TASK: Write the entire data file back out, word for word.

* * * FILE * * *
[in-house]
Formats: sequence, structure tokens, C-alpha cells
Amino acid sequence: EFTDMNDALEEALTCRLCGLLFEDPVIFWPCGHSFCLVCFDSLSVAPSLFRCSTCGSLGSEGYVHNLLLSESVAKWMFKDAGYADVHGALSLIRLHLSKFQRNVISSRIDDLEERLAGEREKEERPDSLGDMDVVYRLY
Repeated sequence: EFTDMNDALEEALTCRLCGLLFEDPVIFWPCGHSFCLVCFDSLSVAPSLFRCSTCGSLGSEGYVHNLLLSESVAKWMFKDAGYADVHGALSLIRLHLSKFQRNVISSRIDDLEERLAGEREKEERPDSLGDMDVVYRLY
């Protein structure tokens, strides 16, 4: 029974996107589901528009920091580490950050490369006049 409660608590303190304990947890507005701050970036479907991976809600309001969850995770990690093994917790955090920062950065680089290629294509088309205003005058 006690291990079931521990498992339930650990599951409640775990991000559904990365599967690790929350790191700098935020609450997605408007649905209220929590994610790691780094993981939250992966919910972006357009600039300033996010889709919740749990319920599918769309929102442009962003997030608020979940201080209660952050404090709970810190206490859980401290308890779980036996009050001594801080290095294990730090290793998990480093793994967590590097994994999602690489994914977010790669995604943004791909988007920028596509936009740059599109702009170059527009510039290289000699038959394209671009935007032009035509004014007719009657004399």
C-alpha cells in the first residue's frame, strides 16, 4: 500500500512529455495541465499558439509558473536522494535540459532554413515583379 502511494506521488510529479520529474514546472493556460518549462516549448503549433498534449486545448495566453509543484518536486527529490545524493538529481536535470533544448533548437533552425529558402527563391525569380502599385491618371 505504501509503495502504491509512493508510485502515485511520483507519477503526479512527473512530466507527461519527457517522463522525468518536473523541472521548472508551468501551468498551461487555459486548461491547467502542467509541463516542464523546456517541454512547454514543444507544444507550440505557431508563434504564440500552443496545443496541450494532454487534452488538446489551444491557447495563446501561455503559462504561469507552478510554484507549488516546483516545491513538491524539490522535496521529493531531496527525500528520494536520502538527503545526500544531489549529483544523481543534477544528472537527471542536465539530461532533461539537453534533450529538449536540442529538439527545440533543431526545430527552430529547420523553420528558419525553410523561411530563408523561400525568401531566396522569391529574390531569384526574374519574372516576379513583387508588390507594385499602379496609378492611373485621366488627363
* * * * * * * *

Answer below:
[in-house]
Formats: sequence, structure tokens, C-alpha cells
Amino acid sequence: EFTDMNDALEEALTCRLCGLLFEDPVIFWPCGHSFCLVCFDSLSVAPSLFRCSTCGSLGSEGYVHNLLLSESVAKWMFKDAGYADVHGALSLIRLHLSKFQRNVISSRIDDLEERLAGEREKEERPDSLGDMDVVYRLY
Repeated sequence: EFTDMNDALEEALTCRLCGLLFEDPVIFWPCGHSFCLVCFDSLSVAPSLFRCSTCGSLGSEGYVHNLLLSESVAKWMFKDAGYADVHGALSLIRLHLSKFQRNVISSRIDDLEERLAGEREKEERPDSLGDMDVVYRLY
């Protein structure tokens, strides 16, 4: 029974996107589901528009920091580490950050490369006049 409660608590303190304990947890507005701050970036479907991976809600309001969850995770990690093994917790955090920062950065680089290629294509088309205003005058 006690291990079931521990498992339930650990599951409640775990991000559904990365599967690790929350790191700098935020609450997605408007649905209220929590994610790691780094993981939250992966919910972006357009600039300033996010889709919740749990319920599918769309929102442009962003997030608020979940201080209660952050404090709970810190206490859980401290308890779980036996009050001594801080290095294990730090290793998990480093793994967590590097994994999602690489994914977010790669995604943004791909988007920028596509936009740059599109702009170059527009510039290289000699038959394209671009935007032009035509004014007719009657004399």
C-alpha cells in the first residue's frame, strides 16, 4: 500500500512529455495541465499558439509558473536522494535540459532554413515583379 502511494506521488510529479520529474514546472493556460518549462516549448503549433498534449486545448495566453509543484518536486527529490545524493538529481536535470533544448533548437533552425529558402527563391525569380502599385491618371 505504501509503495502504491509512493508510485502515485511520483507519477503526479512527473512530466507527461519527457517522463522525468518536473523541472521548472508551468501551468498551461487555459486548461491547467502542467509541463516542464523546456517541454512547454514543444507544444507550440505557431508563434504564440500552443496545443496541450494532454487534452488538446489551444491557447495563446501561455503559462504561469507552478510554484507549488516546483516545491513538491524539490522535496521529493531531496527525500528520494536520502538527503545526500544531489549529483544523481543534477544528472537527471542536465539530461532533461539537453534533450529538449536540442529538439527545440533543431526545430527552430529547420523553420528558419525553410523561411530563408523561400525568401531566396522569391529574390531569384526574374519574372516576379513583387508588390507594385499602379496609378492611373485621366488627363